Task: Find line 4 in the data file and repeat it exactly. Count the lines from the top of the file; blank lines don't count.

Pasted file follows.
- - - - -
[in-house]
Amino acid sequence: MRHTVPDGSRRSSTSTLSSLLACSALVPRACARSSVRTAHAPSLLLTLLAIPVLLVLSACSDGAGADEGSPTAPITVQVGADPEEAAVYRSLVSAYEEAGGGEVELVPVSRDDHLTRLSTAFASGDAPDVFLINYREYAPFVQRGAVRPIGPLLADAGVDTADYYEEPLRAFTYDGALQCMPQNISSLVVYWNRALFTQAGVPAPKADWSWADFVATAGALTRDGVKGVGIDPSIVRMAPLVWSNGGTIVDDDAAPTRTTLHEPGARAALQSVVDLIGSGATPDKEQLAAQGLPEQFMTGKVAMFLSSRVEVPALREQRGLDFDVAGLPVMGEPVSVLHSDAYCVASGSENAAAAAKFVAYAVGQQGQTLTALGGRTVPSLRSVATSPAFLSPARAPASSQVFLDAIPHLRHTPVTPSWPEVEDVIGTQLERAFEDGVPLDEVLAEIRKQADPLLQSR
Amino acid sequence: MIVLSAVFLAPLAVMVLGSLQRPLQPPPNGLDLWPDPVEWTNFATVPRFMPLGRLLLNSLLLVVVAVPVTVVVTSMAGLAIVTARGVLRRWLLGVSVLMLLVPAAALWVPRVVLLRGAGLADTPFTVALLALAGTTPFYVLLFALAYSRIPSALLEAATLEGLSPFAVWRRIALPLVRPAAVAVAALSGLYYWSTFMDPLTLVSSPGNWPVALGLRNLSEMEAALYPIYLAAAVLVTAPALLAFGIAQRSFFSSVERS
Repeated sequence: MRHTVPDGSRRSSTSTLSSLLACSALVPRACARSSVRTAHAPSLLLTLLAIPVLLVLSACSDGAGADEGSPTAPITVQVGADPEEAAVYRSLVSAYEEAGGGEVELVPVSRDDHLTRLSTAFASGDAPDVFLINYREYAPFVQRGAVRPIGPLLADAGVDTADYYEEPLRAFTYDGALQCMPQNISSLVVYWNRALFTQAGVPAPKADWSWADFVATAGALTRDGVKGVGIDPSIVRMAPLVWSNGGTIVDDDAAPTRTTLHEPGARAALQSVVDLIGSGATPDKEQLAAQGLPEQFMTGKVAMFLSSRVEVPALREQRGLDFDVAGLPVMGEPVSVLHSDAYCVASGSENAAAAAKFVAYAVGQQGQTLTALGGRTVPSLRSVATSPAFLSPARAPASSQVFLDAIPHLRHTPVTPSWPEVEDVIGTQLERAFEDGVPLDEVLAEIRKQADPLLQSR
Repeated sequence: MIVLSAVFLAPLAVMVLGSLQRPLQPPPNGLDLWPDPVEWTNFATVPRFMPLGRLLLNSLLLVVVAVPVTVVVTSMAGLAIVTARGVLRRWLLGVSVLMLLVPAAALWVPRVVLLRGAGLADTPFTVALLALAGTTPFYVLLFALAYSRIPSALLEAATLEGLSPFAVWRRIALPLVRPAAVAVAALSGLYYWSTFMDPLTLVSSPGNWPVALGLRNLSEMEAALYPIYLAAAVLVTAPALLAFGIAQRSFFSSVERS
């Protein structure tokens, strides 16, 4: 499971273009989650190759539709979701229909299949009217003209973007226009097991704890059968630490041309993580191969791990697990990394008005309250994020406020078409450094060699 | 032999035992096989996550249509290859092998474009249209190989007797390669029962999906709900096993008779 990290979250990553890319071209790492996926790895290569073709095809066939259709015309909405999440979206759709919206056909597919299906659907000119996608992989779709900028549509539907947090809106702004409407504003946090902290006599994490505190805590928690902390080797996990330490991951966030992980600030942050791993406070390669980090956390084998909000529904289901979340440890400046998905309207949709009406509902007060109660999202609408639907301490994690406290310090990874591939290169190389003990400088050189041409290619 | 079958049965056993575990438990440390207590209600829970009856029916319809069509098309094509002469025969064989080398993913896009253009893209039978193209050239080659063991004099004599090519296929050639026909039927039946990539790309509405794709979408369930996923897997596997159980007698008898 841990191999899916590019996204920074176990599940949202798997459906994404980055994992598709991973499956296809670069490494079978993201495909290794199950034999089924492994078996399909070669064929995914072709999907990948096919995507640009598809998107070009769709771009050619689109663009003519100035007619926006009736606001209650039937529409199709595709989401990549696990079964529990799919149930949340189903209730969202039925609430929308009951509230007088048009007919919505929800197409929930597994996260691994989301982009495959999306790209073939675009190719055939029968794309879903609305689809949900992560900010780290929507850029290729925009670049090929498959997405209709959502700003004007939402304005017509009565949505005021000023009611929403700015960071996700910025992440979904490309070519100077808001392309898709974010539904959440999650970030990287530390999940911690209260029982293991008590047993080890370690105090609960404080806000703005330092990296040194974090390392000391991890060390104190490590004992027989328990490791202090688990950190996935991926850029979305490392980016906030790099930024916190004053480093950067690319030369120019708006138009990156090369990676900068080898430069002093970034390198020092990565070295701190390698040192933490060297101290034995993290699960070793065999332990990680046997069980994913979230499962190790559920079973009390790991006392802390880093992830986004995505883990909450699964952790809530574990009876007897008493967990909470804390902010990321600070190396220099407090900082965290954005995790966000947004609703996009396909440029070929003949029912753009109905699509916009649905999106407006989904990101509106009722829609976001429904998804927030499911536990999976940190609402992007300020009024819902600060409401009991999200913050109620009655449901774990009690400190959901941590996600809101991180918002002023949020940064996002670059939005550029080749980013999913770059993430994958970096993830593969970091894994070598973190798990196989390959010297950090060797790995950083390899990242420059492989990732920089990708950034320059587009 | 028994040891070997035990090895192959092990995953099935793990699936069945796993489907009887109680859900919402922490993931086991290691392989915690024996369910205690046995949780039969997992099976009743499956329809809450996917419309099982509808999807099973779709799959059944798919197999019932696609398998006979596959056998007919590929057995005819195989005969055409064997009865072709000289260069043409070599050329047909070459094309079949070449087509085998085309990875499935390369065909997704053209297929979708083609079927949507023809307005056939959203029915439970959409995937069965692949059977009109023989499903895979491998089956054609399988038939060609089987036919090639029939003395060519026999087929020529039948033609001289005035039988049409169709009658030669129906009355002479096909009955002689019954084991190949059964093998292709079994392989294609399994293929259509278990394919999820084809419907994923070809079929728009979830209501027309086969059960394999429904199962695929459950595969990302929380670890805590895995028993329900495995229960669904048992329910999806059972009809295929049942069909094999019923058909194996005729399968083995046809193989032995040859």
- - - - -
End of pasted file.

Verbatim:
Repeated sequence: MRHTVPDGSRRSSTSTLSSLLACSALVPRACARSSVRTAHAPSLLLTLLAIPVLLVLSACSDGAGADEGSPTAPITVQVGADPEEAAVYRSLVSAYEEAGGGEVELVPVSRDDHLTRLSTAFASGDAPDVFLINYREYAPFVQRGAVRPIGPLLADAGVDTADYYEEPLRAFTYDGALQCMPQNISSLVVYWNRALFTQAGVPAPKADWSWADFVATAGALTRDGVKGVGIDPSIVRMAPLVWSNGGTIVDDDAAPTRTTLHEPGARAALQSVVDLIGSGATPDKEQLAAQGLPEQFMTGKVAMFLSSRVEVPALREQRGLDFDVAGLPVMGEPVSVLHSDAYCVASGSENAAAAAKFVAYAVGQQGQTLTALGGRTVPSLRSVATSPAFLSPARAPASSQVFLDAIPHLRHTPVTPSWPEVEDVIGTQLERAFEDGVPLDEVLAEIRKQADPLLQSR